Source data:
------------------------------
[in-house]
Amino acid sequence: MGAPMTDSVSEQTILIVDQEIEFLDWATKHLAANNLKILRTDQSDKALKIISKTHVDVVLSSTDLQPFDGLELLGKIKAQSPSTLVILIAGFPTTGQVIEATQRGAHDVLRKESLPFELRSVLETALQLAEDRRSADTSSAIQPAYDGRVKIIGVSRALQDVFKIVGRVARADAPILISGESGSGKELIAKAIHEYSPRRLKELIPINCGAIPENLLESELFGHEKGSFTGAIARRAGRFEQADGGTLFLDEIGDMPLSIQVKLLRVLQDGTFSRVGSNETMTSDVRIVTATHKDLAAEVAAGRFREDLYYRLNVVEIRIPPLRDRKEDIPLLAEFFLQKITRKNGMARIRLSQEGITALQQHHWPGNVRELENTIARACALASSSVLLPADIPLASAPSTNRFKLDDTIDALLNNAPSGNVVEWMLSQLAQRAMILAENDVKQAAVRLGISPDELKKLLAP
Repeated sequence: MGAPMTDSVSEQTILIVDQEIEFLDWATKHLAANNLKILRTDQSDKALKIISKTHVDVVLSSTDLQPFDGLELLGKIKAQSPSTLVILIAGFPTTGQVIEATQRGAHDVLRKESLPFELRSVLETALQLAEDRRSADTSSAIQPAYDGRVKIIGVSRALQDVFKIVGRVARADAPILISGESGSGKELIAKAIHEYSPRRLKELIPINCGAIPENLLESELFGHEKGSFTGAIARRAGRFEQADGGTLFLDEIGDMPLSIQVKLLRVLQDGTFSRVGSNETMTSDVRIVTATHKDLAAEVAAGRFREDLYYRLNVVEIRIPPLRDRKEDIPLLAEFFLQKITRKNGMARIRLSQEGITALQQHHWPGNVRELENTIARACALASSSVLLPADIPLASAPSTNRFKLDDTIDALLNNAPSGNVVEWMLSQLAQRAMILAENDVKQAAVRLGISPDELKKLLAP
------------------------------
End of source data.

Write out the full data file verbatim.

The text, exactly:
[in-house]
Amino acid sequence: MGAPMTDSVSEQTILIVDQEIEFLDWATKHLAANNLKILRTDQSDKALKIISKTHVDVVLSSTDLQPFDGLELLGKIKAQSPSTLVILIAGFPTTGQVIEATQRGAHDVLRKESLPFELRSVLETALQLAEDRRSADTSSAIQPAYDGRVKIIGVSRALQDVFKIVGRVARADAPILISGESGSGKELIAKAIHEYSPRRLKELIPINCGAIPENLLESELFGHEKGSFTGAIARRAGRFEQADGGTLFLDEIGDMPLSIQVKLLRVLQDGTFSRVGSNETMTSDVRIVTATHKDLAAEVAAGRFREDLYYRLNVVEIRIPPLRDRKEDIPLLAEFFLQKITRKNGMARIRLSQEGITALQQHHWPGNVRELENTIARACALASSSVLLPADIPLASAPSTNRFKLDDTIDALLNNAPSGNVVEWMLSQLAQRAMILAENDVKQAAVRLGISPDELKKLLAP
Repeated sequence: MGAPMTDSVSEQTILIVDQEIEFLDWATKHLAANNLKILRTDQSDKALKIISKTHVDVVLSSTDLQPFDGLELLGKIKAQSPSTLVILIAGFPTTGQVIEATQRGAHDVLRKESLPFELRSVLETALQLAEDRRSADTSSAIQPAYDGRVKIIGVSRALQDVFKIVGRVARADAPILISGESGSGKELIAKAIHEYSPRRLKELIPINCGAIPENLLESELFGHEKGSFTGAIARRAGRFEQADGGTLFLDEIGDMPLSIQVKLLRVLQDGTFSRVGSNETMTSDVRIVTATHKDLAAEVAAGRFREDLYYRLNVVEIRIPPLRDRKEDIPLLAEFFLQKITRKNGMARIRLSQEGITALQQHHWPGNVRELENTIARACALASSSVLLPADIPLASAPSTNRFKLDDTIDALLNNAPSGNVVEWMLSQLAQRAMILAENDVKQAAVRLGISPDELKKLLAP